That's true - but the system they've evolved is an 'always on' one.
The presence of 'feelings' would surely give rise to a range of
defence/attack mechanisms that would be brought into play at
discretion, in reaction to certain conditions...in the same way that a
little terrier can be a cute, fluffy ball of fun one minute, and a
mass of sharp, pointy teeth the next ( or is that just my dog? ).

If I may steal an idea from an ancient philosopher, how do you know that
nettles do not sting unless something brushes against them?

What about Venus fly trap, which ignores a prod with a pencil, but
reacts to a live and buzzing fly?

OK, you may say that is mechanical, but then so are all our senses when
you look at them closely enough.

--
Kay
"Do not insult the crocodile until you have crossed the river"



  #21   Report Post  
Old 14-08-2004, 08:44 PM
Alan Gould
 
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In article , Broadback
writes
If it is ever proved that plants have feelings, and can feel pain what
on earth are veggies going to do? :-(

The same as non-veggies do knowing that animals feel pain.
--
Alan & Joan Gould - North Lincs.
  #22   Report Post  
Old 14-08-2004, 08:45 PM
Alan Gould
 
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In article , Sacha
writes
Do you remember there was something written about experiments in this line?
Was it in The Secret Life of Plants? I seem to recall something about a
scientist burning the leaf of a plant with a cigarette and then the plant
was hooked up to electrodes to register its 'reactions'. When the same man
entered the room again there was - apparently - a distinct reaction from the
plant. I may not be remembering this very clearly but it was along those
lines.


'The Secret Life of Plants' was compiled by Peter Tompkins and
Christopher Bird in 1973. It was published by Allen Lane for Penguin
Books as ISBN 0 7139 0594 8. Though it quoted an exhaustive bibliography
of scientific and non-scientific material it was seen as a somewhat
tongue in cheek attempt to open up the subject of plant feelings.
Reading it put me firmly in the pro Plant life/rights/feelings camp.

This group conducted a very comprehensive discussion begun by me of the
issues involved in [IIRC] late 1997 under the title 'A Philospohical
Approach'. I learned much from that long thread about gardeners'
reactions to the idea of plants having feelings, but little firm
evidence one way or the other about the OT. Little seems to have changed
since then.
--
Alan & Joan Gould - North Lincs.
  #24   Report Post  
Old 14-08-2004, 08:46 PM
Alan Gould
 
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In article , Janet Baraclough.
.. writes
I hope you're not suggesting Franz's memory and sensibility might be
compared with those of a turnip?

More likely a Kohl Rabi.
--
Alan & Joan Gould - North Lincs.
  #25   Report Post  
Old 14-08-2004, 08:46 PM
Alan Gould
 
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In article , Franz Heymann notfranz.
writes
Please define "feelings" before going f into this particular
pseudo-philosophical direction.

Corporal or emotional reactions.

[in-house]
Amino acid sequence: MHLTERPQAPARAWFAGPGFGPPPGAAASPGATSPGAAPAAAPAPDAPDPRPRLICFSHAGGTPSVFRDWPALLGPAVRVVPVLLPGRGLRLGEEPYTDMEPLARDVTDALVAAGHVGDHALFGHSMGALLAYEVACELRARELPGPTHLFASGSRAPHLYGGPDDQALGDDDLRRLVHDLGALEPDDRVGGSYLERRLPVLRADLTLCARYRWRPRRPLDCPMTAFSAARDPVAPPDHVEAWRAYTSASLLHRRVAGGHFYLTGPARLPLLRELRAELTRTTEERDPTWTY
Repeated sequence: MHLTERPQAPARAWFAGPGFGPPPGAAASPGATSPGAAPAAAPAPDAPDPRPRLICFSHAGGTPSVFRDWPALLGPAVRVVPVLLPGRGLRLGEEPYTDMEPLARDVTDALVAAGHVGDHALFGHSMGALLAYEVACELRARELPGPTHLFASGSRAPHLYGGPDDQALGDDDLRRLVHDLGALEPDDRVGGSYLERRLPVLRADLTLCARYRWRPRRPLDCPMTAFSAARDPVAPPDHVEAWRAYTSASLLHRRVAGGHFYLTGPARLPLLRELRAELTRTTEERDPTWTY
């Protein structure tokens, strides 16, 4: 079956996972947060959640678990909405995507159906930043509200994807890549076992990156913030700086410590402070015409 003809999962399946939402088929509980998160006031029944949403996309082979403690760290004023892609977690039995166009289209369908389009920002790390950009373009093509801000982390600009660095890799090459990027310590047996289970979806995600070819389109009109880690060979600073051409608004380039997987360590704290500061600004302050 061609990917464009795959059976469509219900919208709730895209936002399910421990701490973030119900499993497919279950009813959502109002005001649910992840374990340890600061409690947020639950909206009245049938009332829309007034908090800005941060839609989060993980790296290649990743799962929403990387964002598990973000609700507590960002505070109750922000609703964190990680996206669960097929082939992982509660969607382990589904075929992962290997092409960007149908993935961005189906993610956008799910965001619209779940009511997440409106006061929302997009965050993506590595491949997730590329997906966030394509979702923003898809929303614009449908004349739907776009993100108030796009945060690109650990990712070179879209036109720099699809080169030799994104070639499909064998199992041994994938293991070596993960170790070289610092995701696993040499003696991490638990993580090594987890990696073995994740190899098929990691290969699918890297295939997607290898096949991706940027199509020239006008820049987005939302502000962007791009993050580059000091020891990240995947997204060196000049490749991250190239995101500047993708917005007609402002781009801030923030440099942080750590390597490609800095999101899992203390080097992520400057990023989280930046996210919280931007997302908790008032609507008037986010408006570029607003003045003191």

--
Alan & Joan Gould - North Lincs.


  #26   Report Post  
Old 14-08-2004, 10:19 PM
Franz Heymann
 
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"Alan Gould" wrote in message
...
In article , Janet

Baraclough.
. writes
I hope you're not suggesting Franz's memory and sensibility might

be
compared with those of a turnip?

More likely a Kohl Rabi.


{:-))

Franz


  #30   Report Post  
Old 14-08-2004, 11:35 PM
Stephen Howard
 
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On Sat, 14 Aug 2004 19:39:33 +0100, Kay
wrote:

In article , Broadback
writes in answer to someone else

That's true - but the system they've evolved is an 'always on' one.
The presence of 'feelings' would surely give rise to a range of
defence/attack mechanisms that would be brought into play at
discretion, in reaction to certain conditions...in the same way that a
little terrier can be a cute, fluffy ball of fun one minute, and a
mass of sharp, pointy teeth the next ( or is that just my dog? ).

If I may steal an idea from an ancient philosopher, how do you know that
nettles do not sting unless something brushes against them?


You mean in the sense that they leap out and jump you?
Could be right there...I always seem to end up getting stung, even
when I know exactly where the nettles are.

What about Venus fly trap, which ignores a prod with a pencil, but
reacts to a live and buzzing fly?


That it can discriminate is perhaps down to a array of finely honed
sensors. I'd bet it wouldn't do so well with, say, an artist's
brush...unless it reacts to a range of frequencies that might be set
up by the beating of an insect's wing?

OK, you may say that is mechanical, but then so are all our senses when
you look at them closely enough.


True...in the sense that there's a reaction to a stimulus, but having
an emotional response is an entirely different kettle of fish ( and
thereby hangs yet another debate ).

Regards ( currently consoling a depressed courgette ),



--
Stephen Howard - Woodwind repairs & period restorations
http://www.shwoodwind.co.uk
Emails to: showard{who is at}shwoodwind{dot}co{dot}uk